The BlackLiveMatters movement was very bitter. The shooting of black boy Treon Martin by white policemen was the beginning. By 2014, Eric Ghana, a black vendor, was suffocated by a number of white policemen, reaching its climax.
(Attitudes of American police towards white supremacists (right) who shot 19 people in Ghana (left) and El Paso)
Ghana was just selling cigarettes on the street. When he was knocked down by the police, he shouted I cant breathe. When he lost consciousness, several policemen let him lie in the street for seven minutes and eventually sent him to hospital.
In December 2014, during the Cavaliers - Nets game, the players agreed to wear a training suit with the stamp I cant breathe before the game to protest collectively.
Colin Copernick suddenly knelt while playing the National Anthem in the San Francisco 49erspre-season. After the game, he explained his behavior like this: I dont want to be proud of a country and flag that oppresses black people and other colored people. Its not a rugby problem. I cant avoid it. The body is in the street, and the murderer is still at large.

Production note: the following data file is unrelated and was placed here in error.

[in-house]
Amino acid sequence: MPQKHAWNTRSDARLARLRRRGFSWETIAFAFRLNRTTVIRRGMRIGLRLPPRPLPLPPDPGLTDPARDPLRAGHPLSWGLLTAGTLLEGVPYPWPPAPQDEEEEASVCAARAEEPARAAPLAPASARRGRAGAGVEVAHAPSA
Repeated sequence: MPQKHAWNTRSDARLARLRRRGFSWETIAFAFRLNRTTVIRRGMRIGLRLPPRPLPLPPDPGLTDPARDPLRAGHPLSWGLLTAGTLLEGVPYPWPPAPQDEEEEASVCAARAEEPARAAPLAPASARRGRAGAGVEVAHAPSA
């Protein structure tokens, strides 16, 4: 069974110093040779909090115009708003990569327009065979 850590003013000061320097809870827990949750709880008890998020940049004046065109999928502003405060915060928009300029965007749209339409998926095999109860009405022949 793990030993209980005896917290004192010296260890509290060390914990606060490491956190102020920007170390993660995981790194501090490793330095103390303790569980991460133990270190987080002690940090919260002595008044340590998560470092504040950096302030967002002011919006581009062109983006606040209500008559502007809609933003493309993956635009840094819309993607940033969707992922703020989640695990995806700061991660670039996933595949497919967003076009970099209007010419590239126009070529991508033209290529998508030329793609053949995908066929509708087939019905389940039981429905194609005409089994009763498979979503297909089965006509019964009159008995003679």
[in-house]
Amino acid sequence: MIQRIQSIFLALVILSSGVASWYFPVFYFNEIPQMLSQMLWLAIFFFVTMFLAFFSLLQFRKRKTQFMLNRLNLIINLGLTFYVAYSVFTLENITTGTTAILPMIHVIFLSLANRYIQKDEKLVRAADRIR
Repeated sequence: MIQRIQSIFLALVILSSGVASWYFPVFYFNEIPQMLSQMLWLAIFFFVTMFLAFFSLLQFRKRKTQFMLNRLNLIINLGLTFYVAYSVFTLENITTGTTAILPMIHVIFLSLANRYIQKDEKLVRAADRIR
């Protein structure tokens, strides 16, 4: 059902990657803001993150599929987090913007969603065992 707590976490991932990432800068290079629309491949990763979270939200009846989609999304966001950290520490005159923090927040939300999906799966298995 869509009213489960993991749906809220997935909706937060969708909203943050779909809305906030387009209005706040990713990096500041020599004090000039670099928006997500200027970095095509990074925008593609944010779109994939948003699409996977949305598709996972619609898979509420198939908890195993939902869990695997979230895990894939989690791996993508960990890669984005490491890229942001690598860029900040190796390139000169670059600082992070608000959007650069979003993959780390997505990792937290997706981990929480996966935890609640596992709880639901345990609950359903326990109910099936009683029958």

Copernick said he would not stop protesting until justice was redeemed and the meaning of the flag was not obscured by violence.
In 1977, a white girl shouted nigger to Michael Jordan, who dropped her soda and was suspended from school.
At that time, I was also a super racist. Basically, I hate all white people. He said.
Born in 1984, LeBron grew up accustomed to apartheid. He lived in a poor community where few white people were seen. He also said that poor black children like him had dreams of playing in the NBA to change their destiny, but no one had the consciousness of playing for the national team.